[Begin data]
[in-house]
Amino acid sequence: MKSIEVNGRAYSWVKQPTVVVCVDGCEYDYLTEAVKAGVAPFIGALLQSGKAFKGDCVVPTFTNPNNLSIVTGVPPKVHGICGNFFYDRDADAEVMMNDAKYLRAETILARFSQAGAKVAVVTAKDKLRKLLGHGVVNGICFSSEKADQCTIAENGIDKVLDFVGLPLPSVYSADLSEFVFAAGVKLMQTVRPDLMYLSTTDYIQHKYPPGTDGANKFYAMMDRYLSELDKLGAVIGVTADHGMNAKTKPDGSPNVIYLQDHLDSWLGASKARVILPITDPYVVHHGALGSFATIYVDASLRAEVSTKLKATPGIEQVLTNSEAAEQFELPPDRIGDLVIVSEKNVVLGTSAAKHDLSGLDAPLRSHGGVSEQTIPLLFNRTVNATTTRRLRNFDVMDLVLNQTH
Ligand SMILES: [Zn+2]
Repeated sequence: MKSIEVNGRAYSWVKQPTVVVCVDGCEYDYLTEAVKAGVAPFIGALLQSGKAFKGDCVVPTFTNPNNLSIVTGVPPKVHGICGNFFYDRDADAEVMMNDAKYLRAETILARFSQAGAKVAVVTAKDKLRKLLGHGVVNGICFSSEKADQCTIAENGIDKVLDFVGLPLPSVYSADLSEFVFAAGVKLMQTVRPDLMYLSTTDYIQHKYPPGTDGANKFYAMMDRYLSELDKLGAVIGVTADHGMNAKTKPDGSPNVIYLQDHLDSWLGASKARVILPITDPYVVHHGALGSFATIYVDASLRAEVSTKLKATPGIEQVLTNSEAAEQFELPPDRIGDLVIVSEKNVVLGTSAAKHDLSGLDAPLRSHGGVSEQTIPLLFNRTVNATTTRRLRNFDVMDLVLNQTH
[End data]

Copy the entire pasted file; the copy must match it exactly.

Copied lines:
[in-house]
Amino acid sequence: MKSIEVNGRAYSWVKQPTVVVCVDGCEYDYLTEAVKAGVAPFIGALLQSGKAFKGDCVVPTFTNPNNLSIVTGVPPKVHGICGNFFYDRDADAEVMMNDAKYLRAETILARFSQAGAKVAVVTAKDKLRKLLGHGVVNGICFSSEKADQCTIAENGIDKVLDFVGLPLPSVYSADLSEFVFAAGVKLMQTVRPDLMYLSTTDYIQHKYPPGTDGANKFYAMMDRYLSELDKLGAVIGVTADHGMNAKTKPDGSPNVIYLQDHLDSWLGASKARVILPITDPYVVHHGALGSFATIYVDASLRAEVSTKLKATPGIEQVLTNSEAAEQFELPPDRIGDLVIVSEKNVVLGTSAAKHDLSGLDAPLRSHGGVSEQTIPLLFNRTVNATTTRRLRNFDVMDLVLNQTH
Ligand SMILES: [Zn+2]
Repeated sequence: MKSIEVNGRAYSWVKQPTVVVCVDGCEYDYLTEAVKAGVAPFIGALLQSGKAFKGDCVVPTFTNPNNLSIVTGVPPKVHGICGNFFYDRDADAEVMMNDAKYLRAETILARFSQAGAKVAVVTAKDKLRKLLGHGVVNGICFSSEKADQCTIAENGIDKVLDFVGLPLPSVYSADLSEFVFAAGVKLMQTVRPDLMYLSTTDYIQHKYPPGTDGANKFYAMMDRYLSELDKLGAVIGVTADHGMNAKTKPDGSPNVIYLQDHLDSWLGASKARVILPITDPYVVHHGALGSFATIYVDASLRAEVSTKLKATPGIEQVLTNSEAAEQFELPPDRIGDLVIVSEKNVVLGTSAAKHDLSGLDAPLRSHGGVSEQTIPLLFNRTVNATTTRRLRNFDVMDLVLNQTH